- The Kafue flats are a vital asset in the life of the people who live near the wetlands because they are a source of income.
- The traditional leaders in Zambia play a critical role in ensuring sustainable land and water use management.
- Under the AquaPlans Work Package 3 (WP3) of the Aquatic Foods CGIAR Initiative Initiative, WorldFish and IWMI partner with the local chiefs to ensure sustainable use of the Kafue flats.
Traditional leaders in Zambia, such as chiefs, have historically been the proponents of natural resource management, particularly land and water use in their communities. As key opinion leaders, they play a critical role in ensuring sustainable land and water use management and act as a bridge between the community and development partners.
WorldFish, together with the International Water Management Institute (IWMI), will be implementing Work Package 3 (WP3) under the Aquatic Foods CGIAR research initiative termed AquaPlans in the Kafue Flats. This work package aims to improve the management of aquatic food systems in multifunctional landscapes. The two partners anticipate that this work package will assist the government and other stakeholders in responding to the vulnerability of the foodscapes to multiple stressors by assessing those risks and vulnerabilities through participatory scenario planning.
A meeting with key stakeholders was convened in late October 2022 in Monze, Southern Province of Zambia to discuss implementation strategies for the initiative. Five chiefs based around the Kafue flats participated in the stakeholder engagement meeting including Chief Nalubamba of Namwala, Chief Choongo of Monze, Chief Hamusonde of Monze, Chief Mungaila of Namwala and Chieftainess Muwezwa of Itezhi tezhi as well as Glisten Chibiya Choomba representing the Mwanachingwala Chiefdom of Mazabuka.
Victor Siamudaala, WorldFish country director for Zambia and Southern Africa, reiterated in his remarks the importance of engaging all key stakeholders in achieving sustainable resource governance of the Kafue flats.
Conserving and restoring the Kafue river basin through partnership
“The Kafue river basin is not just any river to us. It is our home and it provides us with food,” described Chief Choongo of Monze.
“That is why when we hear of organizations that want to help us restore the integrity of the wetlands, we are ready to partner with them because it is our mainstay. All efforts to help us conserve our wetlands are very welcome and treated with the utmost attention. I am ready to engage my community on this project and thank WorldFish and IWMI for this initiative,” he added.
Many proposals have been made to harness the Kafue flats for agricultural uses. However, pastoral farming is the primary source of income for the people who live near the wetlands. They value their animals over their crops and will continue to raise cattle in addition to other economic pursuits made feasible by the fertility of the Kafue flats, mainly agricultural ones.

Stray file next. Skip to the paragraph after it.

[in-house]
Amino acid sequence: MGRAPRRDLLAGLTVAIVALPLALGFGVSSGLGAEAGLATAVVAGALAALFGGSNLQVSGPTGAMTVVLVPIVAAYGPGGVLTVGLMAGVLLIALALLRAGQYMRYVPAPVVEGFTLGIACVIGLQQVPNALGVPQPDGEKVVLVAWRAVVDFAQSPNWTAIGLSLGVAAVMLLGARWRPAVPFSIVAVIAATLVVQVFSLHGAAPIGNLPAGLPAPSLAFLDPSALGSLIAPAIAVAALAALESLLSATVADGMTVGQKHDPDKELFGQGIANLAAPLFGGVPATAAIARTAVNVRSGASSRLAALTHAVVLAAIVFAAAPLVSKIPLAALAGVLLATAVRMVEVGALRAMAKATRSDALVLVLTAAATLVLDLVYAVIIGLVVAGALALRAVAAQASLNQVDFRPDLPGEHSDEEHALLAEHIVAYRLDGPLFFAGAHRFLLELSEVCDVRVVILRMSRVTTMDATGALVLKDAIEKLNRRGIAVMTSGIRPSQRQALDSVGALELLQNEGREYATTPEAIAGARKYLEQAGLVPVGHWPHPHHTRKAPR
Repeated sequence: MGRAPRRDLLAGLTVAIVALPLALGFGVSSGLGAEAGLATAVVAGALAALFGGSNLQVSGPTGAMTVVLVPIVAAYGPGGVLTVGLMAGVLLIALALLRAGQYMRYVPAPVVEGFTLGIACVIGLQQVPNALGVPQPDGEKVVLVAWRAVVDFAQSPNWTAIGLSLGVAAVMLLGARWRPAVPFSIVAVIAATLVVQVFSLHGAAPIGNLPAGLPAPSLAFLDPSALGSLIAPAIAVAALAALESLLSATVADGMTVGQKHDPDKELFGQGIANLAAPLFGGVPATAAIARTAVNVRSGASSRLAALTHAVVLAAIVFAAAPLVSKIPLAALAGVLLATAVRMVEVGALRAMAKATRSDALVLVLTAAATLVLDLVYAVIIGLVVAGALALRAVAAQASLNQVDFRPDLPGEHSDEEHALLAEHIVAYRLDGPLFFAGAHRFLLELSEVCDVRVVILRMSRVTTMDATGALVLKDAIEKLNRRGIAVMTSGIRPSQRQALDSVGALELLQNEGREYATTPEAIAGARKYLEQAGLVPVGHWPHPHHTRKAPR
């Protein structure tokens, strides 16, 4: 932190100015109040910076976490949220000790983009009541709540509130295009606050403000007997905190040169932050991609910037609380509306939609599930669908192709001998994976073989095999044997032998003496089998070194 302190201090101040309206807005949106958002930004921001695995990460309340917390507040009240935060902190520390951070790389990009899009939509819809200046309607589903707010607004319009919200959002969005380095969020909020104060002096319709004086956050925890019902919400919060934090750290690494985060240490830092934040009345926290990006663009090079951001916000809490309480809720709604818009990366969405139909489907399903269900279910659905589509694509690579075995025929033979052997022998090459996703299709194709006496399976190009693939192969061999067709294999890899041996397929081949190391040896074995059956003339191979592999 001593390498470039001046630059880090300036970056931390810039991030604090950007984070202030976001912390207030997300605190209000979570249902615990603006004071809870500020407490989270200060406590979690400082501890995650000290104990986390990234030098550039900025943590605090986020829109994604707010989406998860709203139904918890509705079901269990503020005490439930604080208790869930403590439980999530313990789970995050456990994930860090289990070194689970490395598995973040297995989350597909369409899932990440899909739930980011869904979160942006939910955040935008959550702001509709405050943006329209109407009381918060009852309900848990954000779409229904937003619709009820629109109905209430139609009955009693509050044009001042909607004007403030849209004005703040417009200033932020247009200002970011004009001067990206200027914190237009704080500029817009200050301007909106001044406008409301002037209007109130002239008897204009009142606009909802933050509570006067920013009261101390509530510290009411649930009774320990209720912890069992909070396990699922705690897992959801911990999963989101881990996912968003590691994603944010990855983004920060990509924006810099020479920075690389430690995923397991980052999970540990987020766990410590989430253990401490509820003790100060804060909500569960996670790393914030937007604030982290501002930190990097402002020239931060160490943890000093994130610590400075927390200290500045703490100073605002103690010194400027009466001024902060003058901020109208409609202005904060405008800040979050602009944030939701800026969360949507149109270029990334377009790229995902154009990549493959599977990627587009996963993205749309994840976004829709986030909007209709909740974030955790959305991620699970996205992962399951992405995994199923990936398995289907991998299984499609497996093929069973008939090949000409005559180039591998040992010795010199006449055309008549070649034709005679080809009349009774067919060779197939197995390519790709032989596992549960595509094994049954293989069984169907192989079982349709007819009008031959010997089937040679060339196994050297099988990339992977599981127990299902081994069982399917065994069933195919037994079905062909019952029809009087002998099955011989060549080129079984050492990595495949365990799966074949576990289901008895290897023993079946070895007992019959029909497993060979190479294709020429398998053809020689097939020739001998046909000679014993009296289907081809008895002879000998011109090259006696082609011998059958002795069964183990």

“We are also fishermen and we depend on fish to provide us with food and protein. We are inseparable from our fish, cattle and birds. We found them here and we would like to leave them for the next generation,” explained Chief Choongo.
Owning the conservation and restoration efforts
Poverty and the lack of resources sometimes outweigh the chiefdoms’ principles against overfishing, which even go against the by-laws that have been put in place, including those against the indiscriminate cutting down of trees.
“Social economic factors are affecting the way we look at these natural resources,” explained Chief Nalubamba.
“People cut trees without thinking about livelihoods beyond the meager money they obtain in the interim,” he added.
“The Kafue river is a source of livelihood for our people and an economic hub for the rest of the country. This is why it needs to be conserved and restored. We are very excited about this project. My fellow chiefs and I are ready to take ownership of the project in our communities,” said Chief Nalubamba on behalf of his counterparts.
The Kafue river basin has received attention and has been dubbed a gold mine due to the emergence of new economic activities there, some of which are dependent on the conservation and restoration of the ecosystem.
Chieftainess Muwezwa further stated that because everyone is affected by the challenges, having both men and women participate will have an even greater effect.
The International Crane Foundation, World Wide Fund for Nature, Solidaridad, Bird Watch, Department of National Parks and Wildlife, Department of Fisheries and Community Resource Boards were among the other organizations operating in the area that were represented at the meeting.
The initiative seeks to promote a holistic approach to natural resource conservation in the Kafue flats.